“To smell again, perchance to learn better” would be a poetical way to speak of this study about teaching sleeping children in Germany how to read and write better English:
“How Odor Cues Help to Optimize Learning During Sleep in a Real Life-Setting,” Franziska Neumann, Vitus Oberhauser, and Jürgen Kornmeier, Scientific Reports, vol. 10, no. 1227, 2020. (Thanks to Hans-Stefan Madlung for bringing this to our attention.)
The authors, at the University of Freiburg, Germany, explain:
All sticks were used in an unlit state, as they already distributed a highly intense fragrance as such. Depending on the experimental condition, the students were instructed to put the incense stick next to them on their desk while they were studying the English vocabulary at home, on their nightstand next to their bed while they were sleeping, and/or on their desk during the vocabulary test itself, which took place seven days after the initial presentation of the vocabulary in school. Having the incense stick on the nightstand during the whole night implied that the rose fragrance was supplied during the complete sleep period and in all sleep cycles….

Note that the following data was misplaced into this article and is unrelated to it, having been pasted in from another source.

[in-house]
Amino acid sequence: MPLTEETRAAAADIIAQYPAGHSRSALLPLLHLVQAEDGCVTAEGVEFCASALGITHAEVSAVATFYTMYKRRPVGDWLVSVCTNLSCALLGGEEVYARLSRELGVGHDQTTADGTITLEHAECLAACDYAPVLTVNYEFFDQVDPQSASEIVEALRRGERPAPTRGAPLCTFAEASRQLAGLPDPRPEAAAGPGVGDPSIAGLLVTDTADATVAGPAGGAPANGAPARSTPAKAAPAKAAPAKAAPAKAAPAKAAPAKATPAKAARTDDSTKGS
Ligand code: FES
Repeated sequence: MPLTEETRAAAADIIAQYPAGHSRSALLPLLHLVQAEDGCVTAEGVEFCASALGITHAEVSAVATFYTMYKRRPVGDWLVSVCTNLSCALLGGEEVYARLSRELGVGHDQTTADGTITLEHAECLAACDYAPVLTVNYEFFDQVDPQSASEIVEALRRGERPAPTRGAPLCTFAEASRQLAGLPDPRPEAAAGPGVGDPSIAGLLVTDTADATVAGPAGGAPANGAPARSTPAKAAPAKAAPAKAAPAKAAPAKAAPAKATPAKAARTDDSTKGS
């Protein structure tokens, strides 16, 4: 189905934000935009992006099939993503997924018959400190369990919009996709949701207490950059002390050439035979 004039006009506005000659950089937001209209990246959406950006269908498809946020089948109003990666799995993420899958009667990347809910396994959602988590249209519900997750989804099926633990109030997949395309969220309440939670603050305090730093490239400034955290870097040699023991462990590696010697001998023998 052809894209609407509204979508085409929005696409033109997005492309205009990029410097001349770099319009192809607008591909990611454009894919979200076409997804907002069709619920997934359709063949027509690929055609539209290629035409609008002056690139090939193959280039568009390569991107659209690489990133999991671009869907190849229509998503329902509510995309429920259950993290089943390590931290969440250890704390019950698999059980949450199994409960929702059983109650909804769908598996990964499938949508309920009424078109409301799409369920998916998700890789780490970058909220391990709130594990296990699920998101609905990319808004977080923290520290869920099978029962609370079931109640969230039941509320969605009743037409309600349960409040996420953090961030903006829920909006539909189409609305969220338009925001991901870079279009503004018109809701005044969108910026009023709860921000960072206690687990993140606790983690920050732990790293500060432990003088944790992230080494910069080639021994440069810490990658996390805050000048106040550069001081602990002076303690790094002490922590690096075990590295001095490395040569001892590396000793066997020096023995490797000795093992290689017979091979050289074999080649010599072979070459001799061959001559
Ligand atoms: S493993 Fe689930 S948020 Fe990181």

We had to rely on the students’ reports on their use of the odor cues while studying at home and during their sleep in the seven nights between the initial encoding of the vocabulary material and the final test.